Up to the close of the 19Th century, gold-dust, grains of gold and cowry shells played a very big role in the financial dealings of societies and communities across Africa. Gold was first used as a medium of exchange and gold prices, including commodity prices exchanged for gold, were determined using brass scales and weights. The mining of gold around that time was an arduous job that involved panning for gold by children and women near the edges of gold-rich African rivers, diving deep into rivers (by men) and digging shafts deep into the earth where the mineral was located.
When gold was discovered by George Walker (An Australian Miner) in the Witwatersrand Basin in the year 1886, a major gold rush in the history of gold mining and trade on the African continent was sparked off with South Africa being the major player. It gave birth to Johannesburg city and ten years later, Johannesburg became the biggest city in Southern Africa. Such developments on the African continent have often led to massive arrivals of outsiders, creating antipathy among the original settlers. Racism has been a malady on the African continents, following colonization by European countries whose motives were simply mining and benefitting from gold trade.
Today, gold mining and trade have evolved from panning to commercialized gold production processing, minting and trade. High quality gold is now graded in terms of Karats, an internationally recognized standard of determining gold quality. From Southern Africa, through Congo to North Africa, there have been substantial profits that have accrued from gold trade and mining as can be seen in improved infrastructure. Africa’s involvement as a major player in the gold bullion market has made it a centre of attraction for most investors.
Gold mining and trade have attracted the flow of capital to many African countries involved in the activities. It is universally known that capital streams to anywhere it can make the greatest return comparative to identified risks. South Africa has been a beneficiary of this in the recent decades and this is why the economy is exceptionally strong. The gold mining industry in the country has not been declining because of the massive capital investments.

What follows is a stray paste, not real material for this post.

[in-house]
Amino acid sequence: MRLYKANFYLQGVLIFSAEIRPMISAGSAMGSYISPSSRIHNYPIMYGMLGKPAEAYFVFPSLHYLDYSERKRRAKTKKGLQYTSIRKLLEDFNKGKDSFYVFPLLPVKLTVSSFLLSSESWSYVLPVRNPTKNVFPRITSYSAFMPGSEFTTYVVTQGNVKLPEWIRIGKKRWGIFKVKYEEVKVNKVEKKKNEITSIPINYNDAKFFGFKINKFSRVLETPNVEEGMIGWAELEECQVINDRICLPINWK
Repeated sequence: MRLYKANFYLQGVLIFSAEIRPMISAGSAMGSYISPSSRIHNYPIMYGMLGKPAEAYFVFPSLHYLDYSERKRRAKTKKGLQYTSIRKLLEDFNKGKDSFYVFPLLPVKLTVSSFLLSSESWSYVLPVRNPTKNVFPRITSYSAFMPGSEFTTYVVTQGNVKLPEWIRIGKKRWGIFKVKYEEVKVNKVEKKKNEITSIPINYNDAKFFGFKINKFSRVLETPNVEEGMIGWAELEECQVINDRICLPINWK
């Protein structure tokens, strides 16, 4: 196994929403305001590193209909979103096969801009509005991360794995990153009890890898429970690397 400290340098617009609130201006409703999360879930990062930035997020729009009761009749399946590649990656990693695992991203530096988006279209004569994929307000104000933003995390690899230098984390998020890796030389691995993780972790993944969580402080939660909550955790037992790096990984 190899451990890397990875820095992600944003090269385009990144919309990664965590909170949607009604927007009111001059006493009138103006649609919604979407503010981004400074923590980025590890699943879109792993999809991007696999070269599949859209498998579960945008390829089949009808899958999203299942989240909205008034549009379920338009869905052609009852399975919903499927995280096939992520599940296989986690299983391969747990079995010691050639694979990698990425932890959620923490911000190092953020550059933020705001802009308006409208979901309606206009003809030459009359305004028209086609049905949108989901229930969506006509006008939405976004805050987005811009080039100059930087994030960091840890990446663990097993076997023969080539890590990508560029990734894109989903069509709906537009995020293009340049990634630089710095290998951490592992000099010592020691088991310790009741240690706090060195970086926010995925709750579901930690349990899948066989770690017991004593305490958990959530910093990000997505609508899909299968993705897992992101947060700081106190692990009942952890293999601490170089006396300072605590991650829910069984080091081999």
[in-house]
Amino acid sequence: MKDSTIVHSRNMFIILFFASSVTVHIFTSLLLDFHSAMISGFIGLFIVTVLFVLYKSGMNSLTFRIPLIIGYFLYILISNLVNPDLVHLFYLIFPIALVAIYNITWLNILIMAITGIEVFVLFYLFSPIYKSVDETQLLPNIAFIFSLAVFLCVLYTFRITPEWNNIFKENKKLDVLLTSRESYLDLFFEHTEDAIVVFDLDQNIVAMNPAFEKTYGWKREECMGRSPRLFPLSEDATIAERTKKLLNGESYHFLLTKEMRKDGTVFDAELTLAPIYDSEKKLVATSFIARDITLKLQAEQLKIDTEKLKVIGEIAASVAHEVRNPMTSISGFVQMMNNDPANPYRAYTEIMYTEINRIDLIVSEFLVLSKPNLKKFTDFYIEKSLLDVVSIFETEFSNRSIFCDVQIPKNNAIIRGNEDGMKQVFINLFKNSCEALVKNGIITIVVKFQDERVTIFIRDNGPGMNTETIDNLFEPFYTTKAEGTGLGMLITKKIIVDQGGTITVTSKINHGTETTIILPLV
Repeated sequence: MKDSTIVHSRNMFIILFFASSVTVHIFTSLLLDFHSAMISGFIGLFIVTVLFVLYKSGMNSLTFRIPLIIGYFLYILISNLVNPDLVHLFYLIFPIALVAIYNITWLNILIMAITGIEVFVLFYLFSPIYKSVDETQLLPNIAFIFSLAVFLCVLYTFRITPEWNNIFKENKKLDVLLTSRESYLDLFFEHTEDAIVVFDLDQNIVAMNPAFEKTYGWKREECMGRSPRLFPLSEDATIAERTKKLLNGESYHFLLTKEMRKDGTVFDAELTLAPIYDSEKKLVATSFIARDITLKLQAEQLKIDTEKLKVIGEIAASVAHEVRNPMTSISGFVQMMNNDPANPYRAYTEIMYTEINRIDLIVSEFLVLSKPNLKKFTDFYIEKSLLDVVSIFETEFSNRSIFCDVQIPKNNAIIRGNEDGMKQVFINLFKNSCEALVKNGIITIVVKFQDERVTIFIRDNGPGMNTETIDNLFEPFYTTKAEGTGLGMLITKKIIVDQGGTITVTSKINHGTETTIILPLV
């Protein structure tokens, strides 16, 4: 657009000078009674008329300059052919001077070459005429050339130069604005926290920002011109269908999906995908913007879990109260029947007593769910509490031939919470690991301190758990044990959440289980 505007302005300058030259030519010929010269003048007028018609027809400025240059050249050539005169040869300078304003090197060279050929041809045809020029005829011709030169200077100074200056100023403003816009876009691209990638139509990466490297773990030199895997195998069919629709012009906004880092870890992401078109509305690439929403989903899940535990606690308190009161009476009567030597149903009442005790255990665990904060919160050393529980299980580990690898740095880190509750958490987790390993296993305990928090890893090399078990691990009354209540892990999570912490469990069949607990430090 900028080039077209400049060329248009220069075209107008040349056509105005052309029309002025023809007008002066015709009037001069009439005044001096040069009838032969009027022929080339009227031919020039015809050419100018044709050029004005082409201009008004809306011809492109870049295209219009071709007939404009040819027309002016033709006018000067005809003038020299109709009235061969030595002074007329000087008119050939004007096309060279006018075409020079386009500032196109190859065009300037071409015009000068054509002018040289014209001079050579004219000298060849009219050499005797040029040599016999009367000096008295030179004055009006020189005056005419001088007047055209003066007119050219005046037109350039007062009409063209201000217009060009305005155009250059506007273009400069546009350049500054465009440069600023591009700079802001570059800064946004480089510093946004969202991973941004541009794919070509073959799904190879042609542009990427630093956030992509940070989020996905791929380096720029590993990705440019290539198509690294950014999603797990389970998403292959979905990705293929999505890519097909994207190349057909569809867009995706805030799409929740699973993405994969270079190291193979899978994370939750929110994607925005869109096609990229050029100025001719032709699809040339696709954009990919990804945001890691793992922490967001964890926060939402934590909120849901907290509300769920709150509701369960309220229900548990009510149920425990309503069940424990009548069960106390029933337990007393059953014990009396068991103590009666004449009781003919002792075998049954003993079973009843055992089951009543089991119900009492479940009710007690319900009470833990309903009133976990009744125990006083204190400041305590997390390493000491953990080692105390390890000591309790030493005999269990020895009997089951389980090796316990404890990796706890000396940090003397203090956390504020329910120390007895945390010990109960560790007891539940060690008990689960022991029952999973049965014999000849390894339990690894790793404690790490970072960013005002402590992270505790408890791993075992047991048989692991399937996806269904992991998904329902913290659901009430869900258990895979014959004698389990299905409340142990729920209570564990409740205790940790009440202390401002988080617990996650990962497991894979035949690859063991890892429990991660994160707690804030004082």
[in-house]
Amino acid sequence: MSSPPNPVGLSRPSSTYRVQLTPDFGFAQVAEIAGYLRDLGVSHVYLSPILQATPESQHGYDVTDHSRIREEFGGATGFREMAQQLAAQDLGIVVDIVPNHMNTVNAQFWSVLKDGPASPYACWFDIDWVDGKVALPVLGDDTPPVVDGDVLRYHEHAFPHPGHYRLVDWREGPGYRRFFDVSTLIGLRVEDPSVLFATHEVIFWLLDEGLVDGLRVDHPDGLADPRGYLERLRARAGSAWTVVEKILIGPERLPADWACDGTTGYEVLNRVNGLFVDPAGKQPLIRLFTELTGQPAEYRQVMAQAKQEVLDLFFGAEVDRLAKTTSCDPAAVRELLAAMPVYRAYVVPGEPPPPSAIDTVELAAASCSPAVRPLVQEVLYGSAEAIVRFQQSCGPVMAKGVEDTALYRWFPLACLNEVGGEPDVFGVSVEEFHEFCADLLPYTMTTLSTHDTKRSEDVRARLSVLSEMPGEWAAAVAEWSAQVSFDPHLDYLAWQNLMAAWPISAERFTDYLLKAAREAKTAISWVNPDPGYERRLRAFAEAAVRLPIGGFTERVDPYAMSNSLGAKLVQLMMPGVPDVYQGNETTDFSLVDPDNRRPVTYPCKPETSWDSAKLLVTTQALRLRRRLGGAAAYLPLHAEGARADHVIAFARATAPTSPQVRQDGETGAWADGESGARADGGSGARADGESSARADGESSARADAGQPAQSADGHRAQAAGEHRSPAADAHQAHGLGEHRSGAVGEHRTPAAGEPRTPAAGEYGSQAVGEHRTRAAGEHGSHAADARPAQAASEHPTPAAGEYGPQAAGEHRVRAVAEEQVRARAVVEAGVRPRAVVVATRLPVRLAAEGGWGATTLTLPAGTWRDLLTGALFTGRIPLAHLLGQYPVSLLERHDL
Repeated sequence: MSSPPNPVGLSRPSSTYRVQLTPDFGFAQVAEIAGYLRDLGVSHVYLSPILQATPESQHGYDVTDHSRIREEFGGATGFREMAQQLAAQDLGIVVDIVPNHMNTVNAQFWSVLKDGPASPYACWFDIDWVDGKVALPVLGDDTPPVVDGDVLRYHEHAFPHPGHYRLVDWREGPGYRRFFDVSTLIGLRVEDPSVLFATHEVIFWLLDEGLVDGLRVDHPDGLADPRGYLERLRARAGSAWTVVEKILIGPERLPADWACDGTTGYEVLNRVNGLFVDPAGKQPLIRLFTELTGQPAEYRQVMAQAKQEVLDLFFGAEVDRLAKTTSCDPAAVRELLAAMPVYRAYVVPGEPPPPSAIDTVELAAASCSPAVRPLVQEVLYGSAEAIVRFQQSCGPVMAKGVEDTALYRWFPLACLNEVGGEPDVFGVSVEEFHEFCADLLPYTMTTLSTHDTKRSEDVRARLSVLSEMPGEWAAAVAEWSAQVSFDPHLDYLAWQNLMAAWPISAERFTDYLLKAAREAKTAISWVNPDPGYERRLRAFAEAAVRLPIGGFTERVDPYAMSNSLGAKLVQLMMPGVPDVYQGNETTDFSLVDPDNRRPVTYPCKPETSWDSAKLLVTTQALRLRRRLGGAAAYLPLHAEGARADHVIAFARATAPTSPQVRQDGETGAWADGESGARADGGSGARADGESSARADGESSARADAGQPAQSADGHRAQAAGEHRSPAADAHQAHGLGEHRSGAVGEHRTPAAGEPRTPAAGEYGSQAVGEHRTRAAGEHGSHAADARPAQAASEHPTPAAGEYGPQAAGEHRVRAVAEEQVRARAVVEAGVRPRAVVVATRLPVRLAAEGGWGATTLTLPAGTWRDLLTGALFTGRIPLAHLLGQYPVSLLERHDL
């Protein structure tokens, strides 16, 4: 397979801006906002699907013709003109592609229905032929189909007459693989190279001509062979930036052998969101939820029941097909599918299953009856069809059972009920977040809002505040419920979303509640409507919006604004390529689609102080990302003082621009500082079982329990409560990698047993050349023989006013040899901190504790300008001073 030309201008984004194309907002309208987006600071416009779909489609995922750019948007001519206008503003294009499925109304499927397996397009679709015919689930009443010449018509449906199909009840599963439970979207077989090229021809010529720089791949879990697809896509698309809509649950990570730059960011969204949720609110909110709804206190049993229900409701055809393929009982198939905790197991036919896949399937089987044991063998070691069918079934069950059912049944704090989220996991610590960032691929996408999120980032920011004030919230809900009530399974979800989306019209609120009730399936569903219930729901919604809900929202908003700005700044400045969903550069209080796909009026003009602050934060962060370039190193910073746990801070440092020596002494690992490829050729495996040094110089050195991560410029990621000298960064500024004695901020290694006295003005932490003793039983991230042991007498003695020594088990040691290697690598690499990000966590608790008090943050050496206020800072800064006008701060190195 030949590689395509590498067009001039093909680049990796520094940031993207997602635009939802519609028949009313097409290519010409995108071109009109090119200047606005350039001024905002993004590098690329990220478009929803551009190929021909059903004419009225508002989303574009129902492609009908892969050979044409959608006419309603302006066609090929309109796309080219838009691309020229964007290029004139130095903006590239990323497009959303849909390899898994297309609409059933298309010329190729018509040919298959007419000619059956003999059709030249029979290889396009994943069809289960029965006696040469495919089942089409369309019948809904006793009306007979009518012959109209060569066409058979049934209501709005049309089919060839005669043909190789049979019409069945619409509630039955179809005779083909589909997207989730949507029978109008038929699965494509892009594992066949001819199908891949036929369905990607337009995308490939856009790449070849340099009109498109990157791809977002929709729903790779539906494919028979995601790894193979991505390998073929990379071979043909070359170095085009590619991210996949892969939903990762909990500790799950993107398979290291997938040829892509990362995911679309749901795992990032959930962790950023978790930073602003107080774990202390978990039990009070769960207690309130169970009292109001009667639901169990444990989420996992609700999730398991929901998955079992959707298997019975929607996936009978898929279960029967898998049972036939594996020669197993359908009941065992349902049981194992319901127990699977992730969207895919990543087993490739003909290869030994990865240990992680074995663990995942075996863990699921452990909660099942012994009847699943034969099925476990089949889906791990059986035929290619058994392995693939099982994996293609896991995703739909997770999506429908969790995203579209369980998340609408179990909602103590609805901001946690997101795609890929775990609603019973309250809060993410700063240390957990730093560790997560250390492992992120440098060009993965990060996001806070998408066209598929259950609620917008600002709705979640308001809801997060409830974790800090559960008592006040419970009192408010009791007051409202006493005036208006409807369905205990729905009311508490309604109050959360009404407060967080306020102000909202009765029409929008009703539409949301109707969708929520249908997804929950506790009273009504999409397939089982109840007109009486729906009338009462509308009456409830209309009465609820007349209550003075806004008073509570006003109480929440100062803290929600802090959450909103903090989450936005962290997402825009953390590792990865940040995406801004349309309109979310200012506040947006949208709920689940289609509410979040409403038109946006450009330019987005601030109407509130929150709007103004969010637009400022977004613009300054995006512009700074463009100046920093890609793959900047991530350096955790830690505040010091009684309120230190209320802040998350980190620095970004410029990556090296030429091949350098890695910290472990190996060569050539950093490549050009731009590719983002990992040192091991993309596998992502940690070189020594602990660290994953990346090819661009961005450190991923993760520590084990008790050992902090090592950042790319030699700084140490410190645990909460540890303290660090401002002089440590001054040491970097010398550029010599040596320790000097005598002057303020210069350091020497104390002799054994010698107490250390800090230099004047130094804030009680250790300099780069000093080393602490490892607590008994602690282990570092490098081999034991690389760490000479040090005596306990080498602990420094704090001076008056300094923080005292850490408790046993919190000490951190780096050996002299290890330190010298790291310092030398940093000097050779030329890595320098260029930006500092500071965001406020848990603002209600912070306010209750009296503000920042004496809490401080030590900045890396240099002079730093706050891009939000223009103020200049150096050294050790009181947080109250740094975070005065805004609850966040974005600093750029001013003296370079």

However, the crisis in the Democratic Republic of Congo has in most cases been persistently fuelled by the gold riches in the country. Here gold has been something of a curse than a blessing. As war-lords trade gold with major gold companies across Europe in exchange for ammunition, the level of insecurity has up-scaled to unimaginable proportions. Gold from the Congo has served to enrich countries like Uganda, Rwanda and Tanzania; as a recent UN report indicated. These insurgencies have further encouraged smuggling and illegal trade in gold, something that has drained the country’s resources. With the emergence of poll-tax collectors and major boarder points that are managed by war-lords, the country has failed to manage its revenue collection and this has been economically disastrous.
Finally, it should be noted that African countries have never received the best deal in gold sales. This is because gold buyers worldwide buy from small artisan miners at very low prices. Africa’s inability to process gold has always made the prices of her gold cheaper than should be. Gold prices of high quality 24 Karat gold bars and items are very good that had Africa to mine, refine and sell high quality gold products, earnings from the sales would be thrice higher than what they are earning now.